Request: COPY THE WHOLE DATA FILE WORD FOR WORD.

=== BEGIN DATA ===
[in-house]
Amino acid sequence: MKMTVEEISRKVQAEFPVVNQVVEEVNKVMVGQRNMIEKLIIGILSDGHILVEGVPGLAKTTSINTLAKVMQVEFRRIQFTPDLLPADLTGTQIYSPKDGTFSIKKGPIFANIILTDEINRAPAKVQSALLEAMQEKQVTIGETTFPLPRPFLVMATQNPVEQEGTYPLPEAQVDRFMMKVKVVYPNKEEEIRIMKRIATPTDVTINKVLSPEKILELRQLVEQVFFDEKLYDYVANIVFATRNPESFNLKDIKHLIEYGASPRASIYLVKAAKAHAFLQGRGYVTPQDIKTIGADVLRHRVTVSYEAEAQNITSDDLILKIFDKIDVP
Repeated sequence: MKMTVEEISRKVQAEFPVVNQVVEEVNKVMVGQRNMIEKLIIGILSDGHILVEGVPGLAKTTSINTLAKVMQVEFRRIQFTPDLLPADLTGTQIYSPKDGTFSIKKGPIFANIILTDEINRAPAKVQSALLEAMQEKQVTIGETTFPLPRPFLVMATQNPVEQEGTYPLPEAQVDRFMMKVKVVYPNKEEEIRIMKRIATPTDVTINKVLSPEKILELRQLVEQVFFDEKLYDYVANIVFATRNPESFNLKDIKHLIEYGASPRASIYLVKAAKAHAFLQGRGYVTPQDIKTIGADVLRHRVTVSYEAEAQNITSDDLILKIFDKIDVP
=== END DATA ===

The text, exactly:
[in-house]
Amino acid sequence: MKMTVEEISRKVQAEFPVVNQVVEEVNKVMVGQRNMIEKLIIGILSDGHILVEGVPGLAKTTSINTLAKVMQVEFRRIQFTPDLLPADLTGTQIYSPKDGTFSIKKGPIFANIILTDEINRAPAKVQSALLEAMQEKQVTIGETTFPLPRPFLVMATQNPVEQEGTYPLPEAQVDRFMMKVKVVYPNKEEEIRIMKRIATPTDVTINKVLSPEKILELRQLVEQVFFDEKLYDYVANIVFATRNPESFNLKDIKHLIEYGASPRASIYLVKAAKAHAFLQGRGYVTPQDIKTIGADVLRHRVTVSYEAEAQNITSDDLILKIFDKIDVP
Repeated sequence: MKMTVEEISRKVQAEFPVVNQVVEEVNKVMVGQRNMIEKLIIGILSDGHILVEGVPGLAKTTSINTLAKVMQVEFRRIQFTPDLLPADLTGTQIYSPKDGTFSIKKGPIFANIILTDEINRAPAKVQSALLEAMQEKQVTIGETTFPLPRPFLVMATQNPVEQEGTYPLPEAQVDRFMMKVKVVYPNKEEEIRIMKRIATPTDVTINKVLSPEKILELRQLVEQVFFDEKLYDYVANIVFATRNPESFNLKDIKHLIEYGASPRASIYLVKAAKAHAFLQGRGYVTPQDIKTIGADVLRHRVTVSYEAEAQNITSDDLILKIFDKIDVP